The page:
PS5 Pro – What we want in an unannounced console

The PlayStation 5 is entering its second year – despite the constant shortages that still make it hard for many to buy one – and if Sony’s historic release cadence is right this generation, that means we could see a revised version at the end of this generation. Next year. Sony hasn’t confirmed the upgraded PlayStation 5 Pro or any other console, but since there’s a three-year gap between the original PS3 and the revised Slim model, as well as the PS4 and PS4 Pro, we can see pretty well. And improve PS5 next year.

But what does “new and improved” mean for the PS5? How can Sony boost performance and change the physical design to make the PS5 Pro a must-have system, even for those who already own a PS5?

Make it smaller and get rid of curves

Just look at this difference

Remember when the Xbox Series X was first revealed and people were joking about how big it was, which eventually resulted in an actual (horrible) refrigerator? In comparison, the PS5’s design is more challenging because in addition to being much taller than the Xbox Series X, it’s curved on both sides. This necessitates a stand to place the console horizontally, which does not work well, and makes it difficult to fit on a shelf or in the entertainment center. Look, we got it: “Future” is much more interesting. But with a mid-generation review, go back to the boring, boxy, and functional design of the console.

More storage space

The PS5 comes with a tiny NVMe SSD, a single 825GB unit that actually contains only about 667GB of usable space after factoring in the system OS and other mandatory files. A full terabyte drive is needed on an upgraded system with an absolute minimum, but Sony should really consider putting 2 TB or more into the PS5 Pro. Game sizes, although slightly smaller than they could have been due to the new generation compression technology, are still enormous. Having to pick and choose which games you want to delete or keep after installing only a few of them doesn’t sound “professional”, does it?

Easier to expand storage space

Make it easier than this
Make it easier than this

On Xbox Series X | S, adding more NVMe storage is as easy as purchasing an expansion card and attaching it to the back of the console. There is absolutely no guesswork or disassembly. On the PS5, adding more NVMe storage requires buying a third-party drive with a heatsink, partially disassembling the console, and screwing the new drive into a slot using a screwdriver. Sure, there’s nothing left to exit your system this way, but it looks like a plug and play solution would definitely be preferred. It would also be better to have this as an official option from Sony rather than relying on a single third-party manufacturer.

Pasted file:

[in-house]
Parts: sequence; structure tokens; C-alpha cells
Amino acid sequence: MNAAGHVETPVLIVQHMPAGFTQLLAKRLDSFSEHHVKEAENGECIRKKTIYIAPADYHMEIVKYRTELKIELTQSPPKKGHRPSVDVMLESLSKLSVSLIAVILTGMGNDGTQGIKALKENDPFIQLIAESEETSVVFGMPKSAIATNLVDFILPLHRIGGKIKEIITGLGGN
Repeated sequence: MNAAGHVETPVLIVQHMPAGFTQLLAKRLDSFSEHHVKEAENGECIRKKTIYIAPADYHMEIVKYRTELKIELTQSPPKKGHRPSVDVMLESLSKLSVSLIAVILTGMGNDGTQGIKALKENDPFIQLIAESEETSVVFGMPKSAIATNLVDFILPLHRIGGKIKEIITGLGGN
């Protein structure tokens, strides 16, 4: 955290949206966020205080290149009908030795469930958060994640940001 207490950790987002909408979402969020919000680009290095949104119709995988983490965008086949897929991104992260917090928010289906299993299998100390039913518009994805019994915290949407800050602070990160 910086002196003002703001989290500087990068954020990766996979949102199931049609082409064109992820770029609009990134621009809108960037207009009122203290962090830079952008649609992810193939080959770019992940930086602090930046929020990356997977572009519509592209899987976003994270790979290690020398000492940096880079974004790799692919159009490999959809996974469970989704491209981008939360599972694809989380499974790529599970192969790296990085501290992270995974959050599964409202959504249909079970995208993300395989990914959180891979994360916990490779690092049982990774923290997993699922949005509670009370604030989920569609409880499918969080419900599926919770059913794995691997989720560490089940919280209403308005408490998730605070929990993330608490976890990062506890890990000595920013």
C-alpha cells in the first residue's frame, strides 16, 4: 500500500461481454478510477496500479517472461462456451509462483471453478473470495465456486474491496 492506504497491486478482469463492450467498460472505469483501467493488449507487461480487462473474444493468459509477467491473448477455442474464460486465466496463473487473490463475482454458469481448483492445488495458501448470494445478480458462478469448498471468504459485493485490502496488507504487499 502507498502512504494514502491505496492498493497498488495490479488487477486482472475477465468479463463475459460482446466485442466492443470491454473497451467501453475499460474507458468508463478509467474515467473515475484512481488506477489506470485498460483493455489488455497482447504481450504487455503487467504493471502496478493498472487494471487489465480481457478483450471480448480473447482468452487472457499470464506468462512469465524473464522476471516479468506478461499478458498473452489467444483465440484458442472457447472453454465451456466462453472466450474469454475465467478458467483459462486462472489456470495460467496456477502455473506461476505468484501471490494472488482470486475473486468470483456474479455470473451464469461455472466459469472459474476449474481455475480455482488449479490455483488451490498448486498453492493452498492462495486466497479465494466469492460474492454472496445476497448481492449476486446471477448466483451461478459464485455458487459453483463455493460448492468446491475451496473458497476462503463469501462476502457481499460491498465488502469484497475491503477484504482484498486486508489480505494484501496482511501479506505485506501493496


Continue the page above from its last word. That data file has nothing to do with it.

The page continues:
Better DualSense Controller

The DualSense controller is pretty cool, but the battery life isn’t. You can only get a few hours from it before it needs to be recharged, and while this is certainly something that can be addressed before the PS5 Pro is released, it would be ideal to bundle the new system with a new-and-improved DualSense. Not only would we like to see better battery life, but also a removable battery so you can switch to a new pack instead of having to get a second controller to keep playing while the first is charging. Sony’s current non-removable battery means that when the battery is pushing the bucket forever, so does your controller, which is unnecessary waste. Since it’s a “professional” console, why not include a premium console as well? Additional paddles similar to the PS4’s back button attachment would make it even better, and also ensure you can update it without having to physically connect it to the console.

4K original without any compromise

4K native at a smooth frame rate, not an option between the two.
4K native at a smooth frame rate, not an option between the two.

We’ve been promising “true 4K gaming” for years, across multiple generations and from multiple brands. However, this often comes with the choice between a higher resolution or a higher frame rate, and as anyone who plays action-centric games knows, the latter is always the best option. This leaves you without native 4K resolution to make your games play better, and the PS5 Pro needs to have the power to get that right. Nothing on the console should require a frame rate of 30 fps for native 4K resolution. The benchmark should be a minimum of 60fps, allowing us to experience games with all the graphic bells and whistles without sacrificing playability. This would presumably require a better, more expensive GPU that would increase the cost of the system, but for the enthusiast-focused Pro model, that seems like an acceptable trade-off.

Make it quieter

This isn’t as much of an issue on the PS5 as it was on the PS4, but the console is still pretty loud. However, it’s not the fan noise that causes it – there is the sound of a large coil or capacitor. Play a graphically intense game at a lower volume level, and you’ll likely hear a bang or hum coming from the PS5, and it seems to change the pitch depending on what you’re doing. It’s not a problem, especially if you have decently sized speakers, but solving this should make it less distracting. You will not necessarily have to eliminate the noise, but just reduce it significantly. It can be as simple as replacing a single capacitor inside – which Sony will have to check when redesigning the console.

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